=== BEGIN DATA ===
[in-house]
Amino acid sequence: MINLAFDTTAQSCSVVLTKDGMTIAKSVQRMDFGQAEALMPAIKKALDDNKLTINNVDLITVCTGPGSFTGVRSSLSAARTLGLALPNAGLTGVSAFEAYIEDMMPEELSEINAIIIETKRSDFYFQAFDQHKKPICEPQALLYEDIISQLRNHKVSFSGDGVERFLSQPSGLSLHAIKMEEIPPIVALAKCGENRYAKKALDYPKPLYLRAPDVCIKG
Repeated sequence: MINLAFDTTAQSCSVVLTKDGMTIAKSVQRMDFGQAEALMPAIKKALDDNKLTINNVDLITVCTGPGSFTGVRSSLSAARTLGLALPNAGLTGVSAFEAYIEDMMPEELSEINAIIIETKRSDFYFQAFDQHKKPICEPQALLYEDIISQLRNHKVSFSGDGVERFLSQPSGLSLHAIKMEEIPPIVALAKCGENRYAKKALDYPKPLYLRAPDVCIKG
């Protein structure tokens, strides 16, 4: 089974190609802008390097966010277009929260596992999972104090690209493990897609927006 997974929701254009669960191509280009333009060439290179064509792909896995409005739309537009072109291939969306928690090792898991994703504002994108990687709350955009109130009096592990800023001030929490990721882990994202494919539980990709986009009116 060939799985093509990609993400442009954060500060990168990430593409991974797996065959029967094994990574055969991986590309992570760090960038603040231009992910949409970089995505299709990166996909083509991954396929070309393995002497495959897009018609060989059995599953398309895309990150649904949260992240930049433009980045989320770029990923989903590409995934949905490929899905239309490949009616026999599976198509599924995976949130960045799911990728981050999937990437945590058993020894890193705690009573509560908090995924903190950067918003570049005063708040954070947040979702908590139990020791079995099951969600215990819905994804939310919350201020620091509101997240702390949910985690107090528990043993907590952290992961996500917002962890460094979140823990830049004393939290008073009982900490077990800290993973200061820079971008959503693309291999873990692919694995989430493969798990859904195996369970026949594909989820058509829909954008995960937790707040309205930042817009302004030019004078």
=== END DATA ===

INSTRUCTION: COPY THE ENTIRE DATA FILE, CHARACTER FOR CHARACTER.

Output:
[in-house]
Amino acid sequence: MINLAFDTTAQSCSVVLTKDGMTIAKSVQRMDFGQAEALMPAIKKALDDNKLTINNVDLITVCTGPGSFTGVRSSLSAARTLGLALPNAGLTGVSAFEAYIEDMMPEELSEINAIIIETKRSDFYFQAFDQHKKPICEPQALLYEDIISQLRNHKVSFSGDGVERFLSQPSGLSLHAIKMEEIPPIVALAKCGENRYAKKALDYPKPLYLRAPDVCIKG
Repeated sequence: MINLAFDTTAQSCSVVLTKDGMTIAKSVQRMDFGQAEALMPAIKKALDDNKLTINNVDLITVCTGPGSFTGVRSSLSAARTLGLALPNAGLTGVSAFEAYIEDMMPEELSEINAIIIETKRSDFYFQAFDQHKKPICEPQALLYEDIISQLRNHKVSFSGDGVERFLSQPSGLSLHAIKMEEIPPIVALAKCGENRYAKKALDYPKPLYLRAPDVCIKG
């Protein structure tokens, strides 16, 4: 089974190609802008390097966010277009929260596992999972104090690209493990897609927006 997974929701254009669960191509280009333009060439290179064509792909896995409005739309537009072109291939969306928690090792898991994703504002994108990687709350955009109130009096592990800023001030929490990721882990994202494919539980990709986009009116 060939799985093509990609993400442009954060500060990168990430593409991974797996065959029967094994990574055969991986590309992570760090960038603040231009992910949409970089995505299709990166996909083509991954396929070309393995002497495959897009018609060989059995599953398309895309990150649904949260992240930049433009980045989320770029990923989903590409995934949905490929899905239309490949009616026999599976198509599924995976949130960045799911990728981050999937990437945590058993020894890193705690009573509560908090995924903190950067918003570049005063708040954070947040979702908590139990020791079995099951969600215990819905994804939310919350201020620091509101997240702390949910985690107090528990043993907590952290992961996500917002962890460094979140823990830049004393939290008073009982900490077990800290993973200061820079971008959503693309291999873990692919694995989430493969798990859904195996369970026949594909989820058509829909954008995960937790707040309205930042817009302004030019004078």